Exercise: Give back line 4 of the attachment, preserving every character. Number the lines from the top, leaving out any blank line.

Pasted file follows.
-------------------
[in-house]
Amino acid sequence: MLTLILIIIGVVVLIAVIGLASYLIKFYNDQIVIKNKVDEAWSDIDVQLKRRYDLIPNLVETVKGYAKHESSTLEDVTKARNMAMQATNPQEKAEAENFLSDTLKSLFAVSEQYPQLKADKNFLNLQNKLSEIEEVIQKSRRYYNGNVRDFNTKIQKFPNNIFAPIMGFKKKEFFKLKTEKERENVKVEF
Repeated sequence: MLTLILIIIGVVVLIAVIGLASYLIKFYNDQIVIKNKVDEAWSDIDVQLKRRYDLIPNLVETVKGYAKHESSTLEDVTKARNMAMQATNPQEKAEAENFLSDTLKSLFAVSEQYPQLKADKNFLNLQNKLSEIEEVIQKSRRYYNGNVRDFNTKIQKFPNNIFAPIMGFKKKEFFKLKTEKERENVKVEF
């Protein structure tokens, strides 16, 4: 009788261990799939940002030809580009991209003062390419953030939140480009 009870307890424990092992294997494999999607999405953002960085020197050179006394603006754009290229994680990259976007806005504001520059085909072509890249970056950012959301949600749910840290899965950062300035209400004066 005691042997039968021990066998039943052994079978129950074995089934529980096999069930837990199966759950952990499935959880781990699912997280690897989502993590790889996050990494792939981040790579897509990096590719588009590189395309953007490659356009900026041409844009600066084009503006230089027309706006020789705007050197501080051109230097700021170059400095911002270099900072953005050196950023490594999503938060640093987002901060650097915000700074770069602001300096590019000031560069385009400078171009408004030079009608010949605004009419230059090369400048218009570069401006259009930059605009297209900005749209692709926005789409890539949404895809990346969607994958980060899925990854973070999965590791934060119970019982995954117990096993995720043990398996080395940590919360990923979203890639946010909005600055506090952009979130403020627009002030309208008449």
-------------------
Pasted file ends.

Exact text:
């Protein structure tokens, strides 16, 4: 009788261990799939940002030809580009991209003062390419953030939140480009 009870307890424990092992294997494999999607999405953002960085020197050179006394603006754009290229994680990259976007806005504001520059085909072509890249970056950012959301949600749910840290899965950062300035209400004066 005691042997039968021990066998039943052994079978129950074995089934529980096999069930837990199966759950952990499935959880781990699912997280690897989502993590790889996050990494792939981040790579897509990096590719588009590189395309953007490659356009900026041409844009600066084009503006230089027309706006020789705007050197501080051109230097700021170059400095911002270099900072953005050196950023490594999503938060640093987002901060650097915000700074770069602001300096590019000031560069385009400078171009408004030079009608010949605004009419230059090369400048218009570069401006259009930059605009297209900005749209692709926005789409890539949404895809990346969607994958980060899925990854973070999965590791934060119970019982995954117990096993995720043990398996080395940590919360990923979203890639946010909005600055506090952009979130403020627009002030309208008449």